35. Ready, Set, Go, Tokio Hotel

“Ready, set, go. It's time to run. The sky is changing, we are one. Together we can make it, while the world is crashing down.”

Bill Kaulitz says that his song serves as the band’s story—one about chasing your dreams and being brave enough to start new adventures. Growing up is not simply waiting for the days to pass by—it is about taking risks, seizing moments, and grabbing chances.

36. Wake Up, Arcade Fire

“Children wake up; hold your mistake up, before they turn the summer into dust if the children don't grow up.”

Wake Up is a highlight from Arcade Fire’s debut album and has long been a crowd favorite. It talks about the naivety of childhood—a stage in life where innocence is at its best. Moreover, it focuses on the importance of living life as is, without regrets, and always in the moment.

37. West Coast, Fidlar

“I'm growing up but nothing's changing. I'm so sick of this stupid place. It's so suburban and so boring. I should try and get a life.”

West Coast talks about living in a single place most of your life and wanting to break free. Moving away is part of growing up. While it is important to treasure our roots, it is equally significant to chase our dreams and pursue the life we have always wanted.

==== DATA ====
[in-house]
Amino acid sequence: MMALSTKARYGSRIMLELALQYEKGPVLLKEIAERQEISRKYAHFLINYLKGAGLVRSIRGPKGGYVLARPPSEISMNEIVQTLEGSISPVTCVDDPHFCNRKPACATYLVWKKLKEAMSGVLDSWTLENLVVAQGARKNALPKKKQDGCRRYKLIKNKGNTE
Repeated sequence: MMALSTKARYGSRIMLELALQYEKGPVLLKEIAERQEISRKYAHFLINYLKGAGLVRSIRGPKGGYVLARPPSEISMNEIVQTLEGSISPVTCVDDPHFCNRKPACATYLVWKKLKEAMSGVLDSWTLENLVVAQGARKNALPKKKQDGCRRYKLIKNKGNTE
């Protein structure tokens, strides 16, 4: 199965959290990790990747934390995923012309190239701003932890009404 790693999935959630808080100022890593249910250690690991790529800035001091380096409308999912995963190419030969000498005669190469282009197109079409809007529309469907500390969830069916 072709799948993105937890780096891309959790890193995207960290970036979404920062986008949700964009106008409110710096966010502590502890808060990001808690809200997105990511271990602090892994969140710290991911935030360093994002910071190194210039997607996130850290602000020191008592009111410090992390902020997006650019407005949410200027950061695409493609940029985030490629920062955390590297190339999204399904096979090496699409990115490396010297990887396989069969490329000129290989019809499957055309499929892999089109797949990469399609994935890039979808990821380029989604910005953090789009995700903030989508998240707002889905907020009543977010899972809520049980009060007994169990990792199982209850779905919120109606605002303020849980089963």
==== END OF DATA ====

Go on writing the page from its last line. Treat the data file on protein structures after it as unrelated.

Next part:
38. Opposite of Adults, Chiddy Bang

“Ayo, I once was a kid, all I had was a dream. Mo' money. mo' problems, when I get it, I'ma pile it up. Now I'm dope wonder-bread we can toast.”

Finding your place in the world is one of the struggles you face while growing up. Where do you belong? Where do you actually fit in? That is what Chiddy Bang talks about in this song. No matter the circumstances, you need to prioritize yourself. Stay true to who you are and you will eventually find your place.

39. 17, Youth Lagoon

“When I was seventeen, my mother said to me, “Don't stop imagining. The day that you do is the day that you die.”

The song 17 may well be a reference to that short period of time just before adulthood. The song is generally about feeling misunderstood as a child. It talks about the struggles of not being able to fit in with the rest of the world.

40. Kids, MGMT

“The memories fade like looking through a fogged mirror; decisions to decisions are made and not bought. But, I thought this wouldn't hurt a lot, I guess not.”

Andrew VanWyngarden sings this song as an ode to childhood and all the memories that came with it. It was written while the band was dreaming of a fantasy world where it is easy to live a life full of happy moments. The song generally aims to elicit a feeling of nostalgic innocence.

41. Seasons (Waiting on You), Future Islands

“People change, but you know some people never do. You know, when people change, they gain a piece but they lose one too.”

What does growing up involve? Seasons by Future Islands seem to have the answer—falling in love, letting go, and learning from your mistakes. Like the various seasons of the year, people change as they grow up. They get stronger through their life experiences.

42. Teenage Talk, St. Vincent

“That was before we had made some terrible mistakes. That’s just teenage talk. I don’t think the past is better, better, just ‘cause it’s cased in glass, protecting us from our now and later.”

The song is basically what the title suggests—talking to your friends about your teenage years. It was written by Annie Clark, who was inspired by her life in Texas back in the day. She made some mistakes while a teenager, but she also learned a lot along the way.